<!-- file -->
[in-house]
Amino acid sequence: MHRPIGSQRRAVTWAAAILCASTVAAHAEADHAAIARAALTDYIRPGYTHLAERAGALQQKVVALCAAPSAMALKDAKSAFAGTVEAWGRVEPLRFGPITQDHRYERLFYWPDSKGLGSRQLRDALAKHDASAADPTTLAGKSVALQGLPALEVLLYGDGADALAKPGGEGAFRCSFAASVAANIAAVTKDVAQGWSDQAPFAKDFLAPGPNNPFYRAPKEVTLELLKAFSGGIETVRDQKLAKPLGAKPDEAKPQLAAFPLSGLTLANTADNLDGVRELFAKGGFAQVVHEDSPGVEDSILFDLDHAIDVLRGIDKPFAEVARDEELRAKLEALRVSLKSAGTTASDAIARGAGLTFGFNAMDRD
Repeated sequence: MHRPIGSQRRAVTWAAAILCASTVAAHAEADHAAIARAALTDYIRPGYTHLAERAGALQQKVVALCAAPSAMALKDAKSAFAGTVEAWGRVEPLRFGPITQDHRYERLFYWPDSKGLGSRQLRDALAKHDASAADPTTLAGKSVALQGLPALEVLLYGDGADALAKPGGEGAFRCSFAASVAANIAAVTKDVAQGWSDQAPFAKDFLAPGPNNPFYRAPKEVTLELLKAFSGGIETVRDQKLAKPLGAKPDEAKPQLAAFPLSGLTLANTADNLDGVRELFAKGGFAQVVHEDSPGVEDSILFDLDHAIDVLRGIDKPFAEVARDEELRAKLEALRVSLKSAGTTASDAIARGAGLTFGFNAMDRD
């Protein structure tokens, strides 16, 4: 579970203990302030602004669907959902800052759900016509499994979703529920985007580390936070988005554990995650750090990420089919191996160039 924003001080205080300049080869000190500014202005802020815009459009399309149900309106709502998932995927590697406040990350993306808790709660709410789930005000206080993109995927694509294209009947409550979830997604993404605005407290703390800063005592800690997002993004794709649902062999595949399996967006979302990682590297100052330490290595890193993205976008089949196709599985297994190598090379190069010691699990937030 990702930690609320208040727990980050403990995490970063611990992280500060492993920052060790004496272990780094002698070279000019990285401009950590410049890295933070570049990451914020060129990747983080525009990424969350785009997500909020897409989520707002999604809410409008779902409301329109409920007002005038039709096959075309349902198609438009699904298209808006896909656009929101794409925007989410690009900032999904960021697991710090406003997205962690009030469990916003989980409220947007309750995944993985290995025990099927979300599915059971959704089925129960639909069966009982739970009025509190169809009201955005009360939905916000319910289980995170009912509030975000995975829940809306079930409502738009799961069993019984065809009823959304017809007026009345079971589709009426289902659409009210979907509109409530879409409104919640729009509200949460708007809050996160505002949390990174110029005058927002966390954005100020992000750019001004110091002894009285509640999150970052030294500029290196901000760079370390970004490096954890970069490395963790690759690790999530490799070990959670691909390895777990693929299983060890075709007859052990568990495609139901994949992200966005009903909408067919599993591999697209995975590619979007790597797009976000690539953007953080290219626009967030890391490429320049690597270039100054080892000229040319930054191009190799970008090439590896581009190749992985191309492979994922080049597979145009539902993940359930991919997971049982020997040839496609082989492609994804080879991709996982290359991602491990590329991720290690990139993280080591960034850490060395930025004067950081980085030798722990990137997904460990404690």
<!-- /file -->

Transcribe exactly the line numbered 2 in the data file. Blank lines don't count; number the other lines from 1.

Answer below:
Amino acid sequence: MHRPIGSQRRAVTWAAAILCASTVAAHAEADHAAIARAALTDYIRPGYTHLAERAGALQQKVVALCAAPSAMALKDAKSAFAGTVEAWGRVEPLRFGPITQDHRYERLFYWPDSKGLGSRQLRDALAKHDASAADPTTLAGKSVALQGLPALEVLLYGDGADALAKPGGEGAFRCSFAASVAANIAAVTKDVAQGWSDQAPFAKDFLAPGPNNPFYRAPKEVTLELLKAFSGGIETVRDQKLAKPLGAKPDEAKPQLAAFPLSGLTLANTADNLDGVRELFAKGGFAQVVHEDSPGVEDSILFDLDHAIDVLRGIDKPFAEVARDEELRAKLEALRVSLKSAGTTASDAIARGAGLTFGFNAMDRD